FEMA update on family seeking help

FEMA update on family seeking help

MONTAGUE COUNTY,TX (KAUZ) - We are continuing our coverage on a story we told you about Tuesday night.
A couple in Montague county had their low water crossing area knocked out by flood waters one year ago.
They contacted FEMA to say the help they received was simply not enough.
After many phone calls and document exchanges, FEMA Section 6 P.I.O Vanessa Winans, was finally able to locate the case under a different last name.
    "Based on the information we had, we did not realize that they might have been registered under a different last name," Winans said.
The Stubblefield's received $2,793 for decking repairs, $527 for a culvert, $674 for machine time and $71 to fill, totaling just over $4,000.
Winans says the inspector determined the amount.
    "Our inspector determined the cost of damage based on standard pricing for that part of Texas," Winans said. "They also factored in the materials needed to repair the damage to their bridge on their property, such as surface decking a culvert, four cubic yards of fill dirt and machine time needed for the equipment needed to do the job."
However, there are a couple things the family still can do.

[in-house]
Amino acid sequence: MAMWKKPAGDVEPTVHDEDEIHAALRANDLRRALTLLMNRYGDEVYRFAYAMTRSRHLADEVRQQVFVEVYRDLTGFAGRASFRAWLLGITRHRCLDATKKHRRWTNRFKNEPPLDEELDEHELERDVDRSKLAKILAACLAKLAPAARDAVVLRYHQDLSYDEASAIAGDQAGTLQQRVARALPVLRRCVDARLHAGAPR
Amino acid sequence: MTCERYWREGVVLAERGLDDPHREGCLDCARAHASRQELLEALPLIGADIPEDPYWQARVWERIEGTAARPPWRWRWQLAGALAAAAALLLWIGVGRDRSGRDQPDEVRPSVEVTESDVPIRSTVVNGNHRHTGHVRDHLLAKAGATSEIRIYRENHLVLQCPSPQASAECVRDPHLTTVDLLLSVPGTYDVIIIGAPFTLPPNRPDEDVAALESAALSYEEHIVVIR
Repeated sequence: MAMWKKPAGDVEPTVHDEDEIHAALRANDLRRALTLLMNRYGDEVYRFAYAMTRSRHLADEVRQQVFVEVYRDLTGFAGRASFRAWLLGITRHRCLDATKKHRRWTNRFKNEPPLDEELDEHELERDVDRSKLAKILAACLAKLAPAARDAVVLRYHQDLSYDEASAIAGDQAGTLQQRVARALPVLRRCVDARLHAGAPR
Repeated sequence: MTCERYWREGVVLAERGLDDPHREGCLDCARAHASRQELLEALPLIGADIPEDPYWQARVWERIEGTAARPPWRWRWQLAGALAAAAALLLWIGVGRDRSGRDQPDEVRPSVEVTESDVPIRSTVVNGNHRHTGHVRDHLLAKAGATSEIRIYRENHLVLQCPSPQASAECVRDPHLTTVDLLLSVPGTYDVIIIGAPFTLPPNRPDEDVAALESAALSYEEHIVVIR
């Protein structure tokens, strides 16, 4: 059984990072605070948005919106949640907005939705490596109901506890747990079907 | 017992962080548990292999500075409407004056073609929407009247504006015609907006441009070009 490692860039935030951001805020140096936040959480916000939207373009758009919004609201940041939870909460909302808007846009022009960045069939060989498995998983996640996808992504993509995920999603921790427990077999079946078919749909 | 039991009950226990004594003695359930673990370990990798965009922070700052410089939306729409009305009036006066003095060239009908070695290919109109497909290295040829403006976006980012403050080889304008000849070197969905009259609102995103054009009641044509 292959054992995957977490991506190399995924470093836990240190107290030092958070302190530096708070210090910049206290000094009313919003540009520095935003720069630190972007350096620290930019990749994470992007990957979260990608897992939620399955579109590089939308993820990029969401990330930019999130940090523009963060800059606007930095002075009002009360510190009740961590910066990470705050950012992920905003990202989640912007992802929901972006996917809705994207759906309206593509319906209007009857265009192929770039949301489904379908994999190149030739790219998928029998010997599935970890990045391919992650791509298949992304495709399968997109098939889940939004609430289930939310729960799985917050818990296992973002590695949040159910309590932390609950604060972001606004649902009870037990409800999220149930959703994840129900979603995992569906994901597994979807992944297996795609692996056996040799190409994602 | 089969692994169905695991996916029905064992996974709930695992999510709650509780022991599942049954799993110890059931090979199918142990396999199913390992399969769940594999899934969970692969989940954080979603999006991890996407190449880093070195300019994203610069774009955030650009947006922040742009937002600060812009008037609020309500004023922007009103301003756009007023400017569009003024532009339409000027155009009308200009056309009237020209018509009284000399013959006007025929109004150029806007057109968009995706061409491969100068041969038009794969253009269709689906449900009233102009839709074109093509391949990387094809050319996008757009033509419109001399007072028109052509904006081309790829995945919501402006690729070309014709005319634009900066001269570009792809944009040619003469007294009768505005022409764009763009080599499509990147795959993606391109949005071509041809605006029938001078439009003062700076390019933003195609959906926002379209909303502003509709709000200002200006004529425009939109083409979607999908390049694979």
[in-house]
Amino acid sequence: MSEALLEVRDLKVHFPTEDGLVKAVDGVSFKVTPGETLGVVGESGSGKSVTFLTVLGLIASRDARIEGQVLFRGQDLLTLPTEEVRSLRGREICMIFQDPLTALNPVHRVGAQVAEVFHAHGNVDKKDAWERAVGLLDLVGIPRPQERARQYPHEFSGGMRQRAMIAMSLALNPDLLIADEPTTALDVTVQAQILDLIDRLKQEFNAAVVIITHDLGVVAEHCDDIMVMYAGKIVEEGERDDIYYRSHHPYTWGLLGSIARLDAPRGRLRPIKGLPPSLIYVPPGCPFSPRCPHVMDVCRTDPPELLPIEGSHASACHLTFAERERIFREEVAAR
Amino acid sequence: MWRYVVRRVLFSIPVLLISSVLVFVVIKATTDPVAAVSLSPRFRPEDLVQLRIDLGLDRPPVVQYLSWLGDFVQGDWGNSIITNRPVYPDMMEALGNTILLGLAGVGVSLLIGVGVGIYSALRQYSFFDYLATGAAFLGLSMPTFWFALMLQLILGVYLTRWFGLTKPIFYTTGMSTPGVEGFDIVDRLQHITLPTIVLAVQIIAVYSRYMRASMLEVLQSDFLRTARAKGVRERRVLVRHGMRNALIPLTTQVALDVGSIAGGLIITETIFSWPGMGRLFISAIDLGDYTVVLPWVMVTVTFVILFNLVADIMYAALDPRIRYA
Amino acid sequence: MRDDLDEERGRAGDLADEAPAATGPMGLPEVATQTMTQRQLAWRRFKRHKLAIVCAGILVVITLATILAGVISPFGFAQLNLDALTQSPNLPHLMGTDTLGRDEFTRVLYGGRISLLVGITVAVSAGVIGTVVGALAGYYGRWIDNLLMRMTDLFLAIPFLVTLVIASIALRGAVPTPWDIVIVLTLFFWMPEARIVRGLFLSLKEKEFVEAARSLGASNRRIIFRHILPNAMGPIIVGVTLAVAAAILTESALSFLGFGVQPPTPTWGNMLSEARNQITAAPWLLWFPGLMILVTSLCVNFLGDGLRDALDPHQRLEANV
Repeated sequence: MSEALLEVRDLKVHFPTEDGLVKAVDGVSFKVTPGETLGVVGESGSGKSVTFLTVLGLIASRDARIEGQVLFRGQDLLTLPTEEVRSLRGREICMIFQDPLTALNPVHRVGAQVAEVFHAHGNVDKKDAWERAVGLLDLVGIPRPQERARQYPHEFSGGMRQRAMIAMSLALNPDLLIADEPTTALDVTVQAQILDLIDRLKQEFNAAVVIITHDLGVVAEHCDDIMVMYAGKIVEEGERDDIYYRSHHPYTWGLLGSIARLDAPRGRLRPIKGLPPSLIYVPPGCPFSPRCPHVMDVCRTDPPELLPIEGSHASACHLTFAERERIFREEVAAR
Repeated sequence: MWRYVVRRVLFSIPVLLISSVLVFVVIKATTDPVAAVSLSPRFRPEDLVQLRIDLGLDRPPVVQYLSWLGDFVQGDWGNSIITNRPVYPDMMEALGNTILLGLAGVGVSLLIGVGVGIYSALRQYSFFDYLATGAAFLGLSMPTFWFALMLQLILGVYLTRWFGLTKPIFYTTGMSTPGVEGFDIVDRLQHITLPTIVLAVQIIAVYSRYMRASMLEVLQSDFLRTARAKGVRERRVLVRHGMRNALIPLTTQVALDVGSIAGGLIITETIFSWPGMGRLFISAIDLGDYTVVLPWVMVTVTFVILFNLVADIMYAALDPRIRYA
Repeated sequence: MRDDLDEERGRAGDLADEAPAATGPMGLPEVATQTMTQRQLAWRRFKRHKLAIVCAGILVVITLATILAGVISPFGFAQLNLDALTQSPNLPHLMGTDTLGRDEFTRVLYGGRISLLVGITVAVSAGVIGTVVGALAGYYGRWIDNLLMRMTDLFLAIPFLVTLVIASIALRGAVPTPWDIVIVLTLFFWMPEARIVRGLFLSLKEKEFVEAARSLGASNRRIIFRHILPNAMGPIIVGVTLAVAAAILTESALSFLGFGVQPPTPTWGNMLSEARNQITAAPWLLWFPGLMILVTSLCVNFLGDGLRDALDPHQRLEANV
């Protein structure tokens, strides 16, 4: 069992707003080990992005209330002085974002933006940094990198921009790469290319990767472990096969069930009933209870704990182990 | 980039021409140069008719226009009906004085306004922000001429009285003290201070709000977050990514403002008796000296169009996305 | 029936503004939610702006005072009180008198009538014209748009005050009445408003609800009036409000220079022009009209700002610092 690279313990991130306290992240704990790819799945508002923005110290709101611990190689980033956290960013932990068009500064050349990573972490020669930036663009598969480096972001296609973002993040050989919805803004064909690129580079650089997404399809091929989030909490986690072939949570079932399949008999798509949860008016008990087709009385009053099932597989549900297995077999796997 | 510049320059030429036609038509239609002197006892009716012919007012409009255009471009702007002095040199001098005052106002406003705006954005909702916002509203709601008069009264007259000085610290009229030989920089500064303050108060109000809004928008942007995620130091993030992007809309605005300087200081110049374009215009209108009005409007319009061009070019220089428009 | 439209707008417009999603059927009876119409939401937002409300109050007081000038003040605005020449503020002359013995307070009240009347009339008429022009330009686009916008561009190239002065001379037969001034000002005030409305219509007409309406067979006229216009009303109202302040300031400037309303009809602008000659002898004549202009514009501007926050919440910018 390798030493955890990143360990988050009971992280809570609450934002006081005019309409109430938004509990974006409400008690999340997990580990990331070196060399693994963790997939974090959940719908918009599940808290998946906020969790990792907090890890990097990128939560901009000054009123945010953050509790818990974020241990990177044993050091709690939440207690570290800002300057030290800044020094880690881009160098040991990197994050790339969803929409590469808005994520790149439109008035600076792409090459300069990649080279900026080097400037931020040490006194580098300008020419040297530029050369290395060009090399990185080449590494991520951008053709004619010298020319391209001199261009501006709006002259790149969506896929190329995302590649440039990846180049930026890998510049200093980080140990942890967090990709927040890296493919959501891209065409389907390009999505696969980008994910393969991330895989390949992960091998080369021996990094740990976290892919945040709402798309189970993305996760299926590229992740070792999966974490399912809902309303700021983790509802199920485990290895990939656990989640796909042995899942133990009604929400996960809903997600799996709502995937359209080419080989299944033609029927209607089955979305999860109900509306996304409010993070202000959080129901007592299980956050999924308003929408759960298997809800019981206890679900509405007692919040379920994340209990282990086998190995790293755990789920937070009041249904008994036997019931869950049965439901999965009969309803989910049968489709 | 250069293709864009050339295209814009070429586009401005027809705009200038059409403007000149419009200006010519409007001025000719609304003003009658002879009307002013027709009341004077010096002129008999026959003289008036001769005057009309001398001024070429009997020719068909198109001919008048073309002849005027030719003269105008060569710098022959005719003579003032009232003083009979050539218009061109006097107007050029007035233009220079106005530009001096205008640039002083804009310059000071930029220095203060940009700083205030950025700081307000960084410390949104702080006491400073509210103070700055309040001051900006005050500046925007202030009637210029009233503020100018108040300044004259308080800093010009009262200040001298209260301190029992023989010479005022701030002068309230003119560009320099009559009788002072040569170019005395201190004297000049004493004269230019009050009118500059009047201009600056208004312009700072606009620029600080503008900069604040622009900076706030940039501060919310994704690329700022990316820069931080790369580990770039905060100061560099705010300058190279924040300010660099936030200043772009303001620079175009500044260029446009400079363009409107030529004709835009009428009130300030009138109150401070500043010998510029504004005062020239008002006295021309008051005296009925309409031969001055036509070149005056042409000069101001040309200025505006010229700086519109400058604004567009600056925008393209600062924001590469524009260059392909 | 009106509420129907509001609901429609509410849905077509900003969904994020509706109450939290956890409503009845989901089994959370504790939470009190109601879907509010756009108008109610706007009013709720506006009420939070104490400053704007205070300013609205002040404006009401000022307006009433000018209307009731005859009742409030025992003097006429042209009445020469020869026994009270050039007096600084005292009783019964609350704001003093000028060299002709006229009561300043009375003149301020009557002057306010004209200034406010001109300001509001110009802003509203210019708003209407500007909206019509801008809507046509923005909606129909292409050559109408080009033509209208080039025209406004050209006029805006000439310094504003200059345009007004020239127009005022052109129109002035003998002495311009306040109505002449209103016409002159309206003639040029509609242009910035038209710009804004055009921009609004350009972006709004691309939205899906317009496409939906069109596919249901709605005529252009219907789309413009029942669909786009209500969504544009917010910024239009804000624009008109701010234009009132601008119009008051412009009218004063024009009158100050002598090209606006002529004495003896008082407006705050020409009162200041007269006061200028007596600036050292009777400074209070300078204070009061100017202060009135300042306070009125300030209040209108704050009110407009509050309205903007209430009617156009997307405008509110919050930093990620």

"The Stubblefield's do have some recourse," Winans said. "They have the option to appeal or ask for a second inspection if they feel that our inspector missed something or miscalculated, and they can call our help line to do so today if they want to. We would love to talk to them and work with them to see if they are eligible for any further assistance."
Winans says that FEMA has a maximum grant of $33,000.
That being said, she emphasizes that not many people get that grant.
It took FEMA over 24 hours to find the couple's case, which led to officials concerned a scam artist was taking advantage of the family.
Winans says that people need to be vigilant of the inspectors because immoral people posing as FEMA is common.
    "Disasters will bring out opportunists," Winans said. "They will prey on suspecting people or others who are at their most vulnerable state and do what they can to get money out of them. We hate to see that happen, but unfortunately there is a part of the human nature that will do that."
Winans does want to remind people that it is important for people to remember that you cannot just call FEMA for them to come out.
You have to register for assistance.

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